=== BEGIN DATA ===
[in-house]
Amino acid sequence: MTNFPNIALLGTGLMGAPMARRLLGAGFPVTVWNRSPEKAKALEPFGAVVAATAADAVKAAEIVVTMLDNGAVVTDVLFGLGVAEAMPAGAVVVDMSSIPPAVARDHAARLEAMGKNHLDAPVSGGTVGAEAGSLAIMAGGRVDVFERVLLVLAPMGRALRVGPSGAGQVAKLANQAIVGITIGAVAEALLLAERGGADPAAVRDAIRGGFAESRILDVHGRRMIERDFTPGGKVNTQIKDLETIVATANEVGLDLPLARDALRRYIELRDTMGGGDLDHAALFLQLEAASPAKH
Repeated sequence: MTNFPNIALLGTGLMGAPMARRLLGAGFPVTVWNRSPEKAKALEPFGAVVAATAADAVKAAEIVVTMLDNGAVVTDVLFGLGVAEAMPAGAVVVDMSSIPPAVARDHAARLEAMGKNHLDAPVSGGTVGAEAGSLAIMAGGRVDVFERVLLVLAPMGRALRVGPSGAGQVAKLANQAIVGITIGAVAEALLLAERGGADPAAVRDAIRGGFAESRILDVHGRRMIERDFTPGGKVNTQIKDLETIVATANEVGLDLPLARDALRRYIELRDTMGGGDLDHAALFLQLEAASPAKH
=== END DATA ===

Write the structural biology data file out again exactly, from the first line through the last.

[in-house]
Amino acid sequence: MTNFPNIALLGTGLMGAPMARRLLGAGFPVTVWNRSPEKAKALEPFGAVVAATAADAVKAAEIVVTMLDNGAVVTDVLFGLGVAEAMPAGAVVVDMSSIPPAVARDHAARLEAMGKNHLDAPVSGGTVGAEAGSLAIMAGGRVDVFERVLLVLAPMGRALRVGPSGAGQVAKLANQAIVGITIGAVAEALLLAERGGADPAAVRDAIRGGFAESRILDVHGRRMIERDFTPGGKVNTQIKDLETIVATANEVGLDLPLARDALRRYIELRDTMGGGDLDHAALFLQLEAASPAKH
Repeated sequence: MTNFPNIALLGTGLMGAPMARRLLGAGFPVTVWNRSPEKAKALEPFGAVVAATAADAVKAAEIVVTMLDNGAVVTDVLFGLGVAEAMPAGAVVVDMSSIPPAVARDHAARLEAMGKNHLDAPVSGGTVGAEAGSLAIMAGGRVDVFERVLLVLAPMGRALRVGPSGAGQVAKLANQAIVGITIGAVAEALLLAERGGADPAAVRDAIRGGFAESRILDVHGRRMIERDFTPGGKVNTQIKDLETIVATANEVGLDLPLARDALRRYIELRDTMGGGDLDHAALFLQLEAASPAKH